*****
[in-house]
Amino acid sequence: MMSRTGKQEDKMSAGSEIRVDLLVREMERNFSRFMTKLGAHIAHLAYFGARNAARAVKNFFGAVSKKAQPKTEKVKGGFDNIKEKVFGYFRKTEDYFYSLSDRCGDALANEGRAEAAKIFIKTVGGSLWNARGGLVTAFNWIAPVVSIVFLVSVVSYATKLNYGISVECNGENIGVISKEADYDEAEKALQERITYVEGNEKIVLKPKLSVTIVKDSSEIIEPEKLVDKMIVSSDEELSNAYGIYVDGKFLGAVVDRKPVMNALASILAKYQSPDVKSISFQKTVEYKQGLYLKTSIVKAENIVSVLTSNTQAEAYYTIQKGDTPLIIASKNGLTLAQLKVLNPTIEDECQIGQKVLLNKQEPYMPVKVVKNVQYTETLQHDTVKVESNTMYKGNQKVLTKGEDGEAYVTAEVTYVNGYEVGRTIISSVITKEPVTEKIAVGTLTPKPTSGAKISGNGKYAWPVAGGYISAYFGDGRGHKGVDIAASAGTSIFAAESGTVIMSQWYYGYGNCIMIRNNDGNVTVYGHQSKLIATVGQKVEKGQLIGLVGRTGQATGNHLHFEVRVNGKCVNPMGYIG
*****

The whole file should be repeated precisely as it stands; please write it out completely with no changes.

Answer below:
[in-house]
Amino acid sequence: MMSRTGKQEDKMSAGSEIRVDLLVREMERNFSRFMTKLGAHIAHLAYFGARNAARAVKNFFGAVSKKAQPKTEKVKGGFDNIKEKVFGYFRKTEDYFYSLSDRCGDALANEGRAEAAKIFIKTVGGSLWNARGGLVTAFNWIAPVVSIVFLVSVVSYATKLNYGISVECNGENIGVISKEADYDEAEKALQERITYVEGNEKIVLKPKLSVTIVKDSSEIIEPEKLVDKMIVSSDEELSNAYGIYVDGKFLGAVVDRKPVMNALASILAKYQSPDVKSISFQKTVEYKQGLYLKTSIVKAENIVSVLTSNTQAEAYYTIQKGDTPLIIASKNGLTLAQLKVLNPTIEDECQIGQKVLLNKQEPYMPVKVVKNVQYTETLQHDTVKVESNTMYKGNQKVLTKGEDGEAYVTAEVTYVNGYEVGRTIISSVITKEPVTEKIAVGTLTPKPTSGAKISGNGKYAWPVAGGYISAYFGDGRGHKGVDIAASAGTSIFAAESGTVIMSQWYYGYGNCIMIRNNDGNVTVYGHQSKLIATVGQKVEKGQLIGLVGRTGQATGNHLHFEVRVNGKCVNPMGYIG